Teaching and learning preferences of 'Generation Y' occupational therapy students in practice education
Background/Aims: Practice education is integral to health professional curricula. There is emerging evidence that student generational attributes may be impacting on practice education. Students born between 1982 and 2000, termed 'Generation Y', are said to have a different outlook on learning to those students from other generational groups. However, there is little research from student perspectives to investigate these claims. This study aimed to identify 'Generation Y' occupational therapy students' preferred teaching and learning approaches in practice education. Methods: Using a qualitative descriptive approach and purposive sampling, 22 semi-structured interviews were undertaken with third and fourth year 'Generation Y' occupational therapy students from one Australian university. Interview transcripts were analysed thematically. Findings: Four themes emerged from the data: developing practice skills and confidence; essential communication; valued educational approaches; and the supervisory relationship and the team. Conclusion: Findings relate to 'Generation Y' characteristics. Practice educators may need to consider that these students have unique learning preferences. Students prefer 'doing' to observing, they want to be given clear expectations and responsibility for their own work tasks, they want to work in a team, they prefer to self-evaluate prior to feedback and access to the internet is essential for their learning.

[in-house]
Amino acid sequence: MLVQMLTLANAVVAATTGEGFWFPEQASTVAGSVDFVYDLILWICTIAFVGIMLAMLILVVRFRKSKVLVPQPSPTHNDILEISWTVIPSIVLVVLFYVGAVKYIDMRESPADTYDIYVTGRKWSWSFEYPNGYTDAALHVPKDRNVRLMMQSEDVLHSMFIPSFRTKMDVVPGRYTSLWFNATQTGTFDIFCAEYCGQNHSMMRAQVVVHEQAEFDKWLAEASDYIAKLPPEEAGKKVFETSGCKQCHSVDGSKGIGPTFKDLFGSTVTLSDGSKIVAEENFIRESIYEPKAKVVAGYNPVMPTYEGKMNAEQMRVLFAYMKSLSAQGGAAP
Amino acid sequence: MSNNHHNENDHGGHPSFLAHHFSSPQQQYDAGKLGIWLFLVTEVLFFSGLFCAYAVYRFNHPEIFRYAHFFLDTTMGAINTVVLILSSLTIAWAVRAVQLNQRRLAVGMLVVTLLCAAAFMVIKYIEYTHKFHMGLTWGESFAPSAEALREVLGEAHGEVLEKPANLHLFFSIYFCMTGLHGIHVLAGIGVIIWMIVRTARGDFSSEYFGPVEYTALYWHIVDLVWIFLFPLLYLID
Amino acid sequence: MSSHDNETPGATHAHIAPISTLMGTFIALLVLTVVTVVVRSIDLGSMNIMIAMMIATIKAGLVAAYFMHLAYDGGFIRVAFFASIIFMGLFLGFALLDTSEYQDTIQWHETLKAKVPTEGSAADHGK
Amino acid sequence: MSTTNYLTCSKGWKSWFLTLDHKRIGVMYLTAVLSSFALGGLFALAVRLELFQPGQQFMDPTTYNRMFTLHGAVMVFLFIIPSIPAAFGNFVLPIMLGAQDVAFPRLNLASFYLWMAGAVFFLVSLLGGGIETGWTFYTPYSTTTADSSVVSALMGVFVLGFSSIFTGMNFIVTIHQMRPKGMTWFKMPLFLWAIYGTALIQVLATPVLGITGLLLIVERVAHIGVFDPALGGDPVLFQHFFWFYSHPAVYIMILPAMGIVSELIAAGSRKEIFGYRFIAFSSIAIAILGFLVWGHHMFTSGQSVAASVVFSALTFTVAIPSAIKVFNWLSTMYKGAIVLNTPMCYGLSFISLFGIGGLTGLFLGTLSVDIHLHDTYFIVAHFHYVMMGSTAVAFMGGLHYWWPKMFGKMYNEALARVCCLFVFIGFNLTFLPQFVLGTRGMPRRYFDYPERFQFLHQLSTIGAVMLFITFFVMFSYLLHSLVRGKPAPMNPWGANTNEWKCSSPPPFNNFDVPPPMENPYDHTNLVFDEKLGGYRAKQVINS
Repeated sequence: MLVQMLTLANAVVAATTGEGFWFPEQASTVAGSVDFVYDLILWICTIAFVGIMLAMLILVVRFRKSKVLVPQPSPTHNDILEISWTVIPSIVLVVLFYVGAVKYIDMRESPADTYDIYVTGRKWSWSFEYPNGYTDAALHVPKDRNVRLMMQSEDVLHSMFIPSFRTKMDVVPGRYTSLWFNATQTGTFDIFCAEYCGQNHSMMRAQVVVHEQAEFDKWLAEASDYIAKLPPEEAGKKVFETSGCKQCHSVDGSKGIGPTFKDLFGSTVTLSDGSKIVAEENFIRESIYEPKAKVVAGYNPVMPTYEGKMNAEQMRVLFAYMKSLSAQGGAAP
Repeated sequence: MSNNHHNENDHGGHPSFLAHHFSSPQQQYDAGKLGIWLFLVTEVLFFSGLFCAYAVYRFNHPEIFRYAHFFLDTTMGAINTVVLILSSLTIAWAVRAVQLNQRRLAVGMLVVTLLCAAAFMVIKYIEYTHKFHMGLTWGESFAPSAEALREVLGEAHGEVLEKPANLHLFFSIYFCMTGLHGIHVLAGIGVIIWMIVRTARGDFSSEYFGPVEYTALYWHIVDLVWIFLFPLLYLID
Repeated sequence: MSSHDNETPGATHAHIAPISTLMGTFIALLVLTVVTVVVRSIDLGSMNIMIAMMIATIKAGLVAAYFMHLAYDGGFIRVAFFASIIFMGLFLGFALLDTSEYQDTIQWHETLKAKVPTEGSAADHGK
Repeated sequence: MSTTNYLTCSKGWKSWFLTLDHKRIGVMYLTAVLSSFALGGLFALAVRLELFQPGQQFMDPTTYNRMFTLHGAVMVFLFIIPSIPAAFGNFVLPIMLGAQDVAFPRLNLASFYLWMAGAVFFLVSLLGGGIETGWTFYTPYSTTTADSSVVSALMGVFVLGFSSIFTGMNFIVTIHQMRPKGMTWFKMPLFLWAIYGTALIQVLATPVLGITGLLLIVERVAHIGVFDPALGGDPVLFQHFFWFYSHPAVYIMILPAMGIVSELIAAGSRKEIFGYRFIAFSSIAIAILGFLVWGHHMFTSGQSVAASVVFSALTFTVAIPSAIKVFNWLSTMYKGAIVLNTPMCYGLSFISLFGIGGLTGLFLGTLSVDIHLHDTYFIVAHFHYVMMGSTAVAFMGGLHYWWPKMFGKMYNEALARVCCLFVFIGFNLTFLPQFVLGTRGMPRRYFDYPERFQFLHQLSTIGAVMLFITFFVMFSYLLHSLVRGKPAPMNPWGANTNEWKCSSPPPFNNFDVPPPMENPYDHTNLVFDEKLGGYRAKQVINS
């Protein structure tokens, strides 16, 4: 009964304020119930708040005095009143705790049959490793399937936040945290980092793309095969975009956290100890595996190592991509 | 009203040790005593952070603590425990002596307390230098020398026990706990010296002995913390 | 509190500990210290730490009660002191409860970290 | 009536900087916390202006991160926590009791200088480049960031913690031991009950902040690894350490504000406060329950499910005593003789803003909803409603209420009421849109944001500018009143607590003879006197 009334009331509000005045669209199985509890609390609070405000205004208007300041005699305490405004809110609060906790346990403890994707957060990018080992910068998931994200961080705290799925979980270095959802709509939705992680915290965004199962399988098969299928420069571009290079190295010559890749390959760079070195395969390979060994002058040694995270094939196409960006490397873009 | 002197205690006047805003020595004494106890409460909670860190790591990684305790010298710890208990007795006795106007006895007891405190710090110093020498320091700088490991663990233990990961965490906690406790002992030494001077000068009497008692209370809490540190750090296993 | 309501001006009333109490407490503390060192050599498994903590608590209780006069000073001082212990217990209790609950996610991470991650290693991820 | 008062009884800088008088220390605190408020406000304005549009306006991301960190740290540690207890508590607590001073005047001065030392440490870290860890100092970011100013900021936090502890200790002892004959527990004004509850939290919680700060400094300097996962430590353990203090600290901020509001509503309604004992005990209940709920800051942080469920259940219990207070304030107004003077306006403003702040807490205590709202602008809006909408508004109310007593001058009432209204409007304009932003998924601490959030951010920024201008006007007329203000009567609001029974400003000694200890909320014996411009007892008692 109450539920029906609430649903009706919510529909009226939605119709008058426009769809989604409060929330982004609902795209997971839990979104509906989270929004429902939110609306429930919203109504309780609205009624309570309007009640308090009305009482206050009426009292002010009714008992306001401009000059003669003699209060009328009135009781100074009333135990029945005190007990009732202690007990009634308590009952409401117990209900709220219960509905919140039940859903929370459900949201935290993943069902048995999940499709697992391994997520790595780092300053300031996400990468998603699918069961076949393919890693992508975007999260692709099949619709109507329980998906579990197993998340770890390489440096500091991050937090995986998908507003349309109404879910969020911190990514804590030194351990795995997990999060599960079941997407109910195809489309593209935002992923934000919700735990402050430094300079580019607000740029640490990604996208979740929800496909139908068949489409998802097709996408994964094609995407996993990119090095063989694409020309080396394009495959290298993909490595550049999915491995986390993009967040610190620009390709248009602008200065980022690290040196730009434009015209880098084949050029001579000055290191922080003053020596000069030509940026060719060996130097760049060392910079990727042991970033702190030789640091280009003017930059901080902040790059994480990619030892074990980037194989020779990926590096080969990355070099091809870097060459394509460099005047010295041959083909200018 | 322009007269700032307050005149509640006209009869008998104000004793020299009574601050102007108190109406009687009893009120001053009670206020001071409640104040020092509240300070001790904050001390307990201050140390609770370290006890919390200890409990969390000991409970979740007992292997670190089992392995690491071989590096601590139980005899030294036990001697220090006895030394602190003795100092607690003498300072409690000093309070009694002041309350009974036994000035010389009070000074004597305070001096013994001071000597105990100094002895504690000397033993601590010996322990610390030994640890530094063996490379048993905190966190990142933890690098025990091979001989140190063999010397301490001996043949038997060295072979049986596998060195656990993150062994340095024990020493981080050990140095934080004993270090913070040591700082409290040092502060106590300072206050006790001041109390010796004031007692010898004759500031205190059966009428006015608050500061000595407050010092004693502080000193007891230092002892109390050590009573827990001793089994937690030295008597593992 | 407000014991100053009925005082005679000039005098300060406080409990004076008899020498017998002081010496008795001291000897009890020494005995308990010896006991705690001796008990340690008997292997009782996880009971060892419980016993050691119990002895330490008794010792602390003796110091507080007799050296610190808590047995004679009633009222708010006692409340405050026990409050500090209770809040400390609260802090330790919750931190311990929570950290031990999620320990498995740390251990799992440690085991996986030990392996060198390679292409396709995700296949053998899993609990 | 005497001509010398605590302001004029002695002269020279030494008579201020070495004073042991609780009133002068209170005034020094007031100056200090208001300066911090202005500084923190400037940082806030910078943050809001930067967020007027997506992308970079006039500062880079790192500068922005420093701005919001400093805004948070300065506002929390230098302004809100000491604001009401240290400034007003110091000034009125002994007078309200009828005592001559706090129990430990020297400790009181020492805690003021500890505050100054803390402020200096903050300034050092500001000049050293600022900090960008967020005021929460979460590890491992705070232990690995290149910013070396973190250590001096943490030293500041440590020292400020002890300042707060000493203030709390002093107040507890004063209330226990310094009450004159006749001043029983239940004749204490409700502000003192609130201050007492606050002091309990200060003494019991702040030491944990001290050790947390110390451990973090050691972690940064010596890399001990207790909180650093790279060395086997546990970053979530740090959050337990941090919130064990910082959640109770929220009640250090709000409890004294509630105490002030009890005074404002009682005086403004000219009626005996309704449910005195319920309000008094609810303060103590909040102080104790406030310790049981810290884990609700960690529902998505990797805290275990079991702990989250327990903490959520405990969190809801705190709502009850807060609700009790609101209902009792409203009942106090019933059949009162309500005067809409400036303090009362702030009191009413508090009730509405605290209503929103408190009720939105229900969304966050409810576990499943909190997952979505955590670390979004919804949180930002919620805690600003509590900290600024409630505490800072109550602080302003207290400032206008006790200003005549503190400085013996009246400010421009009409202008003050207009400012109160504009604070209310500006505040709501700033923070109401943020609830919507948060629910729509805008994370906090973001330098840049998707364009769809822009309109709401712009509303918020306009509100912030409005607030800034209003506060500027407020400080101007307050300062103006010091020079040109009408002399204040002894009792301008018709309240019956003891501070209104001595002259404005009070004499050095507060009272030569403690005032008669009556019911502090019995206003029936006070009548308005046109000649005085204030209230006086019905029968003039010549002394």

Hills, C., Levett-Jones, T., Warren-Forward, H. & Lapkin, S. (2016). Teaching and learning preferences of 'Generation Y' occupational therapy students in practice education. International Journal of Therapy and Rehabilitation, 23 (8), 371-379.